The dance professionals involved, alongside the non-performers, had also experienced abuse in their lives. We put out an audition call for the work and had more than 250 applications. Each of their cover letters detailed first or second-hand experiences of domestic abuse. We were devastated, if I’d had enough money they, would all have been in the show.
Together we chose the text that would be spoken, after voice recording their experiences during the research process. Dance was created and used as a physical response to the recordings – also as visual metaphors and in the shattering moments where we just didn’t have the words. The games are used to give space to the stories, they are difficult to hear. We also use the games to highlight statistics and offer support.
To perform Smack That (A Conversation) safely, the capacity has to be small so the performers can manage care for the audience and their own experiences. With a show like this, it is crucial that people coming to watch, as well as the performers, are protected.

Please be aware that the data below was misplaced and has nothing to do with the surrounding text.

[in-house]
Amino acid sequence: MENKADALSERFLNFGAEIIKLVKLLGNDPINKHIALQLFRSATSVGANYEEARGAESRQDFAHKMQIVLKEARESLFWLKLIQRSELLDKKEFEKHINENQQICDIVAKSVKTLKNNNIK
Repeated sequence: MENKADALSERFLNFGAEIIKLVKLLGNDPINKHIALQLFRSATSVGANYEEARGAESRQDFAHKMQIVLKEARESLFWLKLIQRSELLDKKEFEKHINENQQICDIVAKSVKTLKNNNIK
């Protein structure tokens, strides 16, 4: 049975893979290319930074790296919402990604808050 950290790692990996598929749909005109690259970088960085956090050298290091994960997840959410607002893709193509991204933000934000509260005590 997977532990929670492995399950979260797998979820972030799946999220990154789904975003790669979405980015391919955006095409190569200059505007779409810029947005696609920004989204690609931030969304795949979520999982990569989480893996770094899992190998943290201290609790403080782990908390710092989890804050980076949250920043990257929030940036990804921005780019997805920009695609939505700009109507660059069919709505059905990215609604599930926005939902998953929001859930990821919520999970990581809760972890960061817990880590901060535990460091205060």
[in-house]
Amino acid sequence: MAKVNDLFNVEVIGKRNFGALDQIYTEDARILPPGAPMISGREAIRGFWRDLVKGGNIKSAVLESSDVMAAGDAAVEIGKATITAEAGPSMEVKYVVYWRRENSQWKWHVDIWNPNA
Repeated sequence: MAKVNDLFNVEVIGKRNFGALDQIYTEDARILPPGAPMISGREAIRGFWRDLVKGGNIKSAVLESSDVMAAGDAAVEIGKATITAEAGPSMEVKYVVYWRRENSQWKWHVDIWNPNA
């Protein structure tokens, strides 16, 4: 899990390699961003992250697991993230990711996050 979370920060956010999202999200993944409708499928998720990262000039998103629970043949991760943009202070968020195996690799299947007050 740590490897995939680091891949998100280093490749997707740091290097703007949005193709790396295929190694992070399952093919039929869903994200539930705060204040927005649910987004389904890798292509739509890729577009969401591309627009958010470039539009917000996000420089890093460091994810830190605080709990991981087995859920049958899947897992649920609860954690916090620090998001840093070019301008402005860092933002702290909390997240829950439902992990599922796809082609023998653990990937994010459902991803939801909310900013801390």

There are going to be people triggered by the material and it is important to offer break-out spaces and qualified therapists – as we did on our last show. Therapist Joy Griffiths has worked with the women from the beginning of the process and continues to offer support. And to ensure the participants could be involved and access the arts, the show’s budget included childcare throughout the tour.
Safeguarding costs money and we were encouraged by venues to have safeguarding in place. So it was sometimes upsetting when certain venues questioned the high cost of the show versus the small capacity. I know money is tight, but when it is something everyone values, why does the responsibility always fall on the artist?
Beyond that, the important thing was for the show to leave a legacy – something tangible to support the venues and their audiences after we had left – that was to turn theatres into J9 venues. Named after Janine Mundy who was killed by her estranged husband while he was on police bail, the J9 Domestic Abuse Initiative was started by her family and Safer Places.
The tour started in 2017 and went to seven venues. Harlow Playhouse was the first venue I have worked in that recognised the impact a show could have on an audience after leaving the building. So we worked together to implement the J9 legacy to continue to support its staff and the local community.